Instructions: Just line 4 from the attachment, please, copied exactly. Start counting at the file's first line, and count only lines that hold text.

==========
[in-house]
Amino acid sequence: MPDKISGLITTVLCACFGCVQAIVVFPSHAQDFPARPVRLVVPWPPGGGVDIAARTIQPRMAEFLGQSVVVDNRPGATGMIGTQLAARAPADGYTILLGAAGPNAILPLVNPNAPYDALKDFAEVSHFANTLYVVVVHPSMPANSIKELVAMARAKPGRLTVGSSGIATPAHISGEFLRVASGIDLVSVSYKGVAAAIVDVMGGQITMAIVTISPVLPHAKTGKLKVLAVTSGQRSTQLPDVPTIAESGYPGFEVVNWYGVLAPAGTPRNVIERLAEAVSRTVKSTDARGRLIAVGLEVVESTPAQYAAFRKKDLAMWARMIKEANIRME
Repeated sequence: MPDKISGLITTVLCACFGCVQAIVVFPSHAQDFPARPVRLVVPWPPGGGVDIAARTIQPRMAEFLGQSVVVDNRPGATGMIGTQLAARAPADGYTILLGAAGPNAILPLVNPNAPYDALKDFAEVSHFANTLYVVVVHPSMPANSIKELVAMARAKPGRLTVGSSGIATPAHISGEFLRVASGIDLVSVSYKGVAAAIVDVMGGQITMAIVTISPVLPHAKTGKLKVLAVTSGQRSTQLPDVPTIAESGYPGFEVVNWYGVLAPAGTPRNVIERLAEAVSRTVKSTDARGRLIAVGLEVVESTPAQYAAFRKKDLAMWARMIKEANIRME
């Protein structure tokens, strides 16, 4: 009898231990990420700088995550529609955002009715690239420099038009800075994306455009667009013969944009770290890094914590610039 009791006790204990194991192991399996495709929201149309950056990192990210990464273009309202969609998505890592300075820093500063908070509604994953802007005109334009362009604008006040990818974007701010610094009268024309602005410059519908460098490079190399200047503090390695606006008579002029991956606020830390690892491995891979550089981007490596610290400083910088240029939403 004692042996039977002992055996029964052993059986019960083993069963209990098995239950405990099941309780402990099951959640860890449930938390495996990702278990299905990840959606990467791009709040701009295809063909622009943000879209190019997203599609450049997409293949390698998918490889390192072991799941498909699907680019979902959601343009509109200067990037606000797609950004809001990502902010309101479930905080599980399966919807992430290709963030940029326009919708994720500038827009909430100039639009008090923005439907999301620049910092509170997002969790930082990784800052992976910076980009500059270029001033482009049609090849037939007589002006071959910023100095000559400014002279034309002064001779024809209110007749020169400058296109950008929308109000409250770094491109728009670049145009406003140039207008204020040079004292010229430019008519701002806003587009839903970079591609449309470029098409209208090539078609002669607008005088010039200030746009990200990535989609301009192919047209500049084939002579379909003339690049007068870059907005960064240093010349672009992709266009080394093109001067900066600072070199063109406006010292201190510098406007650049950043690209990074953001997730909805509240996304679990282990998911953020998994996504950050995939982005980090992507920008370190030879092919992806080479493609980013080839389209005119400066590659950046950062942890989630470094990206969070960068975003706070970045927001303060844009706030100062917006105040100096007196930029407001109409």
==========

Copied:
């Protein structure tokens, strides 16, 4: 009898231990990420700088995550529609955002009715690239420099038009800075994306455009667009013969944009770290890094914590610039 009791006790204990194991192991399996495709929201149309950056990192990210990464273009309202969609998505890592300075820093500063908070509604994953802007005109334009362009604008006040990818974007701010610094009268024309602005410059519908460098490079190399200047503090390695606006008579002029991956606020830390690892491995891979550089981007490596610290400083910088240029939403 004692042996039977002992055996029964052993059986019960083993069963209990098995239950405990099941309780402990099951959640860890449930938390495996990702278990299905990840959606990467791009709040701009295809063909622009943000879209190019997203599609450049997409293949390698998918490889390192072991799941498909699907680019979902959601343009509109200067990037606000797609950004809001990502902010309101479930905080599980399966919807992430290709963030940029326009919708994720500038827009909430100039639009008090923005439907999301620049910092509170997002969790930082990784800052992976910076980009500059270029001033482009049609090849037939007589002006071959910023100095000559400014002279034309002064001779024809209110007749020169400058296109950008929308109000409250770094491109728009670049145009406003140039207008204020040079004292010229430019008519701002806003587009839903970079591609449309470029098409209208090539078609002669607008005088010039200030746009990200990535989609301009192919047209500049084939002579379909003339690049007068870059907005960064240093010349672009992709266009080394093109001067900066600072070199063109406006010292201190510098406007650049950043690209990074953001997730909805509240996304679990282990998911953020998994996504950050995939982005980090992507920008370190030879092919992806080479493609980013080839389209005119400066590659950046950062942890989630470094990206969070960068975003706070970045927001303060844009706030100062917006105040100096007196930029407001109409």